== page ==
August 3, 2012 Bewitching Book Tours, General, Interviews 2


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Today, as part of the Bewitching Book Tours, I am excited to welcome the dynamic writing duo, Clark Hays and Kathleen McFall, authors of the very original Cowboy and Vampire series. With the release of the second book, Blood and Whiskey, they are here to discuss their unique partnership, their brand of vampire, and why Natalie Portman would be the perfect Lizzie Vaughn.





SWR:  You two have a unique story and writing partnership.  Can you tell us a bit about how you met and started writing together?

You bet. It’s a two-part story.

Chapter one: The origins of eternal love

We met working in an organic veggie restaurant in Portland. We were both married to other people at the time. Sparks flew, but that was the extent of it. Several years later, both our marriages had independently cratered and we reconnected, hard. Cue the romantic music and sexy montage of compromising positions, candlelight and falling rose petals. That lasted about a year before imploding. After a bitter break up, we spun off into decaying solo orbits and spent two years moping around in dual self-isolation. We came to the near-simultaneous realization that we were perfect for each other — our neuroses fit together like a twisted hand in a demented glove — and that we likely had made a near-terminal mistake.

Chapter two: The origins of undead buckaroos

We decided to try again, this time with ground rules (similar to the Marquess of Queensberry rules for boxing, only hitting below the belt was allowed). Rather than letting the heat between us burn everything to ash, we decided to write a novel together, figuring we could bleed off the destructive energy into a creative pursuit.  We arranged a meeting on neutral ground — a truckstop in Madras, Oregon; equidistant between our homes. There, over veggie burgers and soggy fries, we came up with the concept of The Cowboy and the Vampire: A Very Unusual Romance. We wanted a topic that combined our interests — Clark is into the West and Kathleen is into the intersection of spirituality and science — and we sketched the plot out on the back of a paper placemat in crayons. The rest is still-unrealized history.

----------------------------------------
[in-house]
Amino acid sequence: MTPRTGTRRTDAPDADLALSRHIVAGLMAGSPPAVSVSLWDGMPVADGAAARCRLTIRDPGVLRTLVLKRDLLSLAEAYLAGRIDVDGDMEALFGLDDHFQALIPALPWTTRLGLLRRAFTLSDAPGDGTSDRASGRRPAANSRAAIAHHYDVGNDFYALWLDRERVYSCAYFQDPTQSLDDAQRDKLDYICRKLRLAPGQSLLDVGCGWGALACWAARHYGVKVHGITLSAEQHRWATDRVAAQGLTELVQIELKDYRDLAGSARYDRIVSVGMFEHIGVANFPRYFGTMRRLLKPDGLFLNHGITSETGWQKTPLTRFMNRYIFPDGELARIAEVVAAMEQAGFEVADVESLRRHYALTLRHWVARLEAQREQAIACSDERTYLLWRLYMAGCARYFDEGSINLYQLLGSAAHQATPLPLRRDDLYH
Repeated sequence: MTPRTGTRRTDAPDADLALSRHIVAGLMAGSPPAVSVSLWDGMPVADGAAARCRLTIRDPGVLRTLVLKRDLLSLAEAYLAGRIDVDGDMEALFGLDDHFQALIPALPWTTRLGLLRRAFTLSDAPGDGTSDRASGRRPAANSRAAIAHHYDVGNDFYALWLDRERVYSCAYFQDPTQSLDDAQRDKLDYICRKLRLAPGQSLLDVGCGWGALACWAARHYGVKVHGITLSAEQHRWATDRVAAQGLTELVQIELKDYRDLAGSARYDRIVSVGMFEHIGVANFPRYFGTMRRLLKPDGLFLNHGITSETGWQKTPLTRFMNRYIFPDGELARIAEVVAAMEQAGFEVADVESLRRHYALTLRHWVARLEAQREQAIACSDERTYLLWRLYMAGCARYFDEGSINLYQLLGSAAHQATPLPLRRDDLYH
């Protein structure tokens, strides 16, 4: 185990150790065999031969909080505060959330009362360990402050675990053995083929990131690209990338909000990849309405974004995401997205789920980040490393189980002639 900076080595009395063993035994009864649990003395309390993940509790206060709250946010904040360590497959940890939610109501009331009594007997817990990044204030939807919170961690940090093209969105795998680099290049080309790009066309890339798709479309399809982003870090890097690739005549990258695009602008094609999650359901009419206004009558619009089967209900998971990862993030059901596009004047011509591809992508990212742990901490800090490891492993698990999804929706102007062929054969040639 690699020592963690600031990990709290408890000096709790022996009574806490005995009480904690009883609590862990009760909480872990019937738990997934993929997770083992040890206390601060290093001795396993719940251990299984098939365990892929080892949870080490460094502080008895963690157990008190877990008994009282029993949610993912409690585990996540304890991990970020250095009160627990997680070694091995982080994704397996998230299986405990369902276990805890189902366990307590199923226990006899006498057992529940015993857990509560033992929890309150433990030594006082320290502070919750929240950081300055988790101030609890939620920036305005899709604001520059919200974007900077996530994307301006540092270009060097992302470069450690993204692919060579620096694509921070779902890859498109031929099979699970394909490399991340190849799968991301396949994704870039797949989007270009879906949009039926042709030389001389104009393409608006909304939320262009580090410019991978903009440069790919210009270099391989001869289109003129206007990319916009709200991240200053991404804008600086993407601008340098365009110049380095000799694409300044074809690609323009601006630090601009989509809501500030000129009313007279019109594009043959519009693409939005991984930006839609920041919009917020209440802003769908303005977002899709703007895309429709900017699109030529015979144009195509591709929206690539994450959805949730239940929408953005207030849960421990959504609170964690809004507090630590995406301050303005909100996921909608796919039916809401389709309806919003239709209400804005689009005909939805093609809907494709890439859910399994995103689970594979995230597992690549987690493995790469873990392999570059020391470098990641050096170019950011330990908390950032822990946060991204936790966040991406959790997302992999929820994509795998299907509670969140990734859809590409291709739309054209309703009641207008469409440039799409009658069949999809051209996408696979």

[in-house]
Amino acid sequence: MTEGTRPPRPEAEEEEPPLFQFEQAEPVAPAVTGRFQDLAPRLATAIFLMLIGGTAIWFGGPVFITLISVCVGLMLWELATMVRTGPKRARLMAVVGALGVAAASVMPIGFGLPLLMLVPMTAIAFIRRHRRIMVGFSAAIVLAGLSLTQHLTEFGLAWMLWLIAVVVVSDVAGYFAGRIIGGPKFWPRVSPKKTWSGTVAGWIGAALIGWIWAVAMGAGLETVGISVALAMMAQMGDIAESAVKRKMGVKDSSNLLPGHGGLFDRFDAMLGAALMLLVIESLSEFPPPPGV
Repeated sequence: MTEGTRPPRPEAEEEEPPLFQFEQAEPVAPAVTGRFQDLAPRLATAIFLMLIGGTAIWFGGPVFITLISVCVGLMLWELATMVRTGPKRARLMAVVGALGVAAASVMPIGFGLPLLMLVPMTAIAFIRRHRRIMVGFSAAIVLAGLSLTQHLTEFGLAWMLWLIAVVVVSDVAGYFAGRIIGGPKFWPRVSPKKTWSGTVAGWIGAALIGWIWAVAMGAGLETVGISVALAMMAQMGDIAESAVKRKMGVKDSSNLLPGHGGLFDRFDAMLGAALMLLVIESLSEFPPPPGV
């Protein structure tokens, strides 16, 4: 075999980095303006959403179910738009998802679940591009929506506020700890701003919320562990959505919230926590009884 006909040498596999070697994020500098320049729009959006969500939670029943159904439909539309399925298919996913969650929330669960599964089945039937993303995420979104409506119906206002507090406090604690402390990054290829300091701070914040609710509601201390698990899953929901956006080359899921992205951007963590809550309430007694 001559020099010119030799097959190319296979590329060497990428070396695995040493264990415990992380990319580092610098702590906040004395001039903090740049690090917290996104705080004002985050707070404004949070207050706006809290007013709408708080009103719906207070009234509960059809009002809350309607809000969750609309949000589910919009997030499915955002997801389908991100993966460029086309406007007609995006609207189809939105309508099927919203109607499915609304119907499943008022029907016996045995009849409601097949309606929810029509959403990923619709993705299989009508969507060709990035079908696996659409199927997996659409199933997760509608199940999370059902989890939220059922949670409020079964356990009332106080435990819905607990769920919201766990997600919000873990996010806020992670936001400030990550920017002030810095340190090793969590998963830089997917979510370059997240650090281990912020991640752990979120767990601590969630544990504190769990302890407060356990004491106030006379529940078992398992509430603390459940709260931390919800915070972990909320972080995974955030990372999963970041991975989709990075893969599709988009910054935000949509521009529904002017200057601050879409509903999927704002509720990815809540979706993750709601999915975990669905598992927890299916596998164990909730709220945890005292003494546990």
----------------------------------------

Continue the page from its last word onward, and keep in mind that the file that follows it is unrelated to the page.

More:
SWR:  As partners, what is your writing process?  Is there something that one person is better at than the other and vice versa?

Our process is pretty simple. Whichever one of us is the least exhausted takes the lead. Aside from that, we are methodical “plotters,” working out the story line and character development in advance. Then we “assign” ourselves chapters, hunker down and crank out the words. We both work in communications, and Kathleen was a journalist, so we are good at deadline writing. Of course, we manufacture our own deadlines, but so far we haven’t disappointed ourselves.

In terms of styles, Kathleen is better at the emotional side of things, capturing the inner landscapes of our characters and their motivations. Clark is better at the dialogue and physical plane, the landscapes the characters move through. Between the two of us, we make one decent writer.